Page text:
A kugel, for those who don’t know, is a casserole with a self deprecating sense of humor. A Jewish traditional baked starchy pudding dish often made of noodles or potatoes, the name has roots in common with Yiddish words for “ball” and “bullet” possibly to signify the cannonball-like feeling it leaves in the stomach. There are less-starchy kugels, of course: those with plenty of meat or onions or fat or crispy chicken skin. The kugel wears many hats. It’s used to this. Change the kugel a bit and it’ll just shrug and ask, “What am I, chopped liver? That I should care?”
Even for a dish so varied, I take a pretty liberal interpretation of kugel. My kugels generally contain no noodles, sometimes no potatoes, and generally lots of cream and saffron. This kugel, coming out of my oven during the Thanksgiving season, has cauliflower, cream and even… cranberries.
Cranberries? Why not?! There’s a reason cranberries taste so good with traditional Thanksgiving foods: the tartness makes the savory flavors feel fresh and contrasty. A few cranberries thrown into an apple pie improves it. Throw a few in the kugel too.
This kugel, as I believe a kugel should be, is flexible. I threw some potatoes in it, but you don’t have to. You can increase or decrease the brussels sprouts or mushrooms. And the onions… well, I actually started out cutting three large onions for two dishes and then, in my flu-bleary state of mind, canceled one dish but forgot to decrease the onions. The result was delicious.
Thanksgiving Kugel with Cauliflower, Brussels Sprouts, and Cranberries
- 1 head cauliflower
- 1/2 pound or more brussels sprouts
- 1/2 lb potatoes or winter squash or more cauliflower
- 1-3 thinly sliced or chopped onions (see above)
- thinly sliced mushrooms, to taste (a handful, a pound, whatever)
- 1-2 handfuls of cranberries
- butter and/or schmaltz
- olive oil
1. Preheat oven to 400-415F. Chop up the cauliflower and potatoes or squash. Remove brussels sprouts’ stems and outer leaves, and slice them in half. Arrange all of these ingredients in a large casserole pan, like a rectangular Pyrex. Coat with olive oil, salt and pepper. Roast until not yet very soft and browned at the edges, stirring occasionally. While this is roasting, start the onions in step 3.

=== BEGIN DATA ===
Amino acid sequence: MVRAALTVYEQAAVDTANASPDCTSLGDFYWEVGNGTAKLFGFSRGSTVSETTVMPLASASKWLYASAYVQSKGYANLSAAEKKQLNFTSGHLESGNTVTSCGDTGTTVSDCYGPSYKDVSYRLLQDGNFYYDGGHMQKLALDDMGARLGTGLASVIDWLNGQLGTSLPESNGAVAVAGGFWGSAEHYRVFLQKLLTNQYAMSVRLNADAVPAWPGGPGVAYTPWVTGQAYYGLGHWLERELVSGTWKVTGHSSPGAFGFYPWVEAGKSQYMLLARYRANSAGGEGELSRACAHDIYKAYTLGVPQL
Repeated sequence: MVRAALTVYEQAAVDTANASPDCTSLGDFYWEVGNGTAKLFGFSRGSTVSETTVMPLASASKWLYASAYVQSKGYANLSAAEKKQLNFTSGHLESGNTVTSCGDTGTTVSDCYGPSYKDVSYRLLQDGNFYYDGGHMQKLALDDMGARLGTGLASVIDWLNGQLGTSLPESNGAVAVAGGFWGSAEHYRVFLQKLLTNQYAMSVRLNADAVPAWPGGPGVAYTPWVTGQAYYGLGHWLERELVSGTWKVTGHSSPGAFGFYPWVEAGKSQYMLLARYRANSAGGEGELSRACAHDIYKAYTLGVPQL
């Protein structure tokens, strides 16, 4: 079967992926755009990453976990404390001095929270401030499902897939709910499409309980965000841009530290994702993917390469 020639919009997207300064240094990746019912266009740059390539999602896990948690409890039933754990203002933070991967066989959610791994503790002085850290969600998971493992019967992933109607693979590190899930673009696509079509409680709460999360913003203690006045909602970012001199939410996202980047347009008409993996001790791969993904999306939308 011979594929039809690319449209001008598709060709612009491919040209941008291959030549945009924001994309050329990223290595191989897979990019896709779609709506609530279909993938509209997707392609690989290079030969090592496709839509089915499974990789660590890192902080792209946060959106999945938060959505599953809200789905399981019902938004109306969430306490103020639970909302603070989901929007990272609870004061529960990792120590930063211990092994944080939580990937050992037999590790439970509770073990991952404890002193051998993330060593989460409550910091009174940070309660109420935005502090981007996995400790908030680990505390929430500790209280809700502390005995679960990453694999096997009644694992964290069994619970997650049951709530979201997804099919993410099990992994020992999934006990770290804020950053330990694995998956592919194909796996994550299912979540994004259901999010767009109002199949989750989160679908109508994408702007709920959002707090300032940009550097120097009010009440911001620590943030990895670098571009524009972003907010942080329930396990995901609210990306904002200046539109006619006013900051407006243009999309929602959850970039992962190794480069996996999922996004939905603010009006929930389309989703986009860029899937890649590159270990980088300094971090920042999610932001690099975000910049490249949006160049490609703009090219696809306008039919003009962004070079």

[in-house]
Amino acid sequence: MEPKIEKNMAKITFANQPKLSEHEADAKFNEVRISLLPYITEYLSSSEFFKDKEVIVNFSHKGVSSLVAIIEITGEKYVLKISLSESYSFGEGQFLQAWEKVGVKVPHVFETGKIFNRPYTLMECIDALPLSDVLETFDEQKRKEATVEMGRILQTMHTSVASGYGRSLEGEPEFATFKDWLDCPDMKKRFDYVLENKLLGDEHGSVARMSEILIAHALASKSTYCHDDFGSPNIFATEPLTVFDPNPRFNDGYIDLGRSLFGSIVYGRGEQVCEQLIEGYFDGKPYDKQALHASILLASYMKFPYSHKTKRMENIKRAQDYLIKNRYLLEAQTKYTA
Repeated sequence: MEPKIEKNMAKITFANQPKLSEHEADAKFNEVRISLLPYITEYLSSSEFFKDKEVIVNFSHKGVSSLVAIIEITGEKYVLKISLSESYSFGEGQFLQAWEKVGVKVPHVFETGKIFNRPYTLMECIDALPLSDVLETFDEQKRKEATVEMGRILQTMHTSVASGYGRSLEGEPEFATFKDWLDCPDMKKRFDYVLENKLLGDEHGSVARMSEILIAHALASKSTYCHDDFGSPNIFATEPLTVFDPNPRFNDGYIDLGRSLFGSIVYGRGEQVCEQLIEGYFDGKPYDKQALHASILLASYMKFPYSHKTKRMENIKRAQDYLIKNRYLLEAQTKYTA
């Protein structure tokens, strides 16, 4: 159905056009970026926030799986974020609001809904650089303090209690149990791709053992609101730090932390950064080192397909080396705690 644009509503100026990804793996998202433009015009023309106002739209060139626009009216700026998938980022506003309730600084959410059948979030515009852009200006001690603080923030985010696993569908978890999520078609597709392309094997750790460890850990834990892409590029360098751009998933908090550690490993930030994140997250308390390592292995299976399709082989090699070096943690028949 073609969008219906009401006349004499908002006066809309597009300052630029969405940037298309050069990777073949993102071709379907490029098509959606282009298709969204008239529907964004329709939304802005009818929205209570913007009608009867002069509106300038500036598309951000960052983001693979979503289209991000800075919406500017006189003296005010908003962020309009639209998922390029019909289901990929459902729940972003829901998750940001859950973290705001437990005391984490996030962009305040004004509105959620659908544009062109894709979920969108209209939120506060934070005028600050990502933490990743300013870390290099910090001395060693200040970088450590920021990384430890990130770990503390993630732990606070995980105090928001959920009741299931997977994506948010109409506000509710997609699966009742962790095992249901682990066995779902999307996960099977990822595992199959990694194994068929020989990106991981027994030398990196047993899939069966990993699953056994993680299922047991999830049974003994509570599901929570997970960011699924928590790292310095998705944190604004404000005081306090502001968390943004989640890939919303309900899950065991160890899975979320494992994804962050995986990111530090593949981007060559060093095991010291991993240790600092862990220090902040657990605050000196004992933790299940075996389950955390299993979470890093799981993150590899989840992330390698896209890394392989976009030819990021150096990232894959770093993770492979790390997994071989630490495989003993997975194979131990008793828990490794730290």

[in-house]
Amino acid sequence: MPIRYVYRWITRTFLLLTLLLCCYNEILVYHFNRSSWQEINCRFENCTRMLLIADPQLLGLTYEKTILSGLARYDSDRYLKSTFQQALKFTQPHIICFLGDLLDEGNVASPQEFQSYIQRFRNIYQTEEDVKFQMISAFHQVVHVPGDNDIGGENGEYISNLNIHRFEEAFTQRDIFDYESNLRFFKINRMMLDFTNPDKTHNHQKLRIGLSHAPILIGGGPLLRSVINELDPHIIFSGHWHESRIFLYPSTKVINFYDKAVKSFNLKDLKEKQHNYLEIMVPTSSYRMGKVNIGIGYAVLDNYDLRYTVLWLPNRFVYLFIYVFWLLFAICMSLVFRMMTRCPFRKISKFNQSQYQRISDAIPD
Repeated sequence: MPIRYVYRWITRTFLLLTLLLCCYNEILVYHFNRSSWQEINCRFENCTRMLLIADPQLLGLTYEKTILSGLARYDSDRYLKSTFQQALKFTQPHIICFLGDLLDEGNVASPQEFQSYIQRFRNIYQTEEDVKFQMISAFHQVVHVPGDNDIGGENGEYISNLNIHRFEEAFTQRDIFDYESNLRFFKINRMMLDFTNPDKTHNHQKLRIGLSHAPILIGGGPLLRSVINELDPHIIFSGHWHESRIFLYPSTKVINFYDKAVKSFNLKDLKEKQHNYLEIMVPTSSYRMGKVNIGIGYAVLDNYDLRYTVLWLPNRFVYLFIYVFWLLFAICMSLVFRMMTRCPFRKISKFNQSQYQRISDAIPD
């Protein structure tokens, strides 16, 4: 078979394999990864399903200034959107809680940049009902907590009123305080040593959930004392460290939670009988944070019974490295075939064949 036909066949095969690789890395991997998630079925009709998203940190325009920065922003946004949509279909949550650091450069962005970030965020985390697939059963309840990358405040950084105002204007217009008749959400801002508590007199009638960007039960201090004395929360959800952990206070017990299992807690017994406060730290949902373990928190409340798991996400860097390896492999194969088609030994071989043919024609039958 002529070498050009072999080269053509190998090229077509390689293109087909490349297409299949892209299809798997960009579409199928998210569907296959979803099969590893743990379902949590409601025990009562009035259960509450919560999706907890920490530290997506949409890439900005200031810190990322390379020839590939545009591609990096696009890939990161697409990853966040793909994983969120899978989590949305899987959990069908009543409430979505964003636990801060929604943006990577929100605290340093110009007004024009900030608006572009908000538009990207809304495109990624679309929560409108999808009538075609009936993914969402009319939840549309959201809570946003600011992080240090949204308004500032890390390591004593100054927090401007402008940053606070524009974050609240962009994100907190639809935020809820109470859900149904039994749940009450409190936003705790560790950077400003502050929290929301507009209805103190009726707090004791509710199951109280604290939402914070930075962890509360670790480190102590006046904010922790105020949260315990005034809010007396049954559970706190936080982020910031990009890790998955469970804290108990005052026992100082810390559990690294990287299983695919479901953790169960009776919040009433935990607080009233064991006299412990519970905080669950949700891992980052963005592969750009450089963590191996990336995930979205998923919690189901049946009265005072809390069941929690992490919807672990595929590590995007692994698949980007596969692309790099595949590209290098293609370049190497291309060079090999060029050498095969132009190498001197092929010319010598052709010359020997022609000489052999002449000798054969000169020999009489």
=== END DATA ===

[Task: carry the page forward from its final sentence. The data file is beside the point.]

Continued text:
2. When that’s nearly done roasting, add your cranberries, stir, and put it back into the oven. The cranberries will roast pretty quickly.
3. In a very large pan, heat butter, schmaltz, olive oil, or some combination thereof. Add onions and salt and cook slowly until they’re completely clear and browned.
4. Remove from pan, add more fat, and cook the mushrooms, not crowded in the pan — do several batches if necessary– until they brown a little and release their juices. Make sure there’s enough fat in the pan for them; the pan shouldn’t look like a desert and the mushrooms shouldn’t wither.
5. When all the mushrooms are done, add the onions back to the pan with all the mushrooms, and add some cream and a pinch of saffron. Stir, letting the flavors bubble together, and adjust salt to taste.
6. When everything in the oven is done roasting, stir the pan ingredients with the roasting ingredients, press into the casserole pan, add more cream if desired, and bake until the top is golden-brown.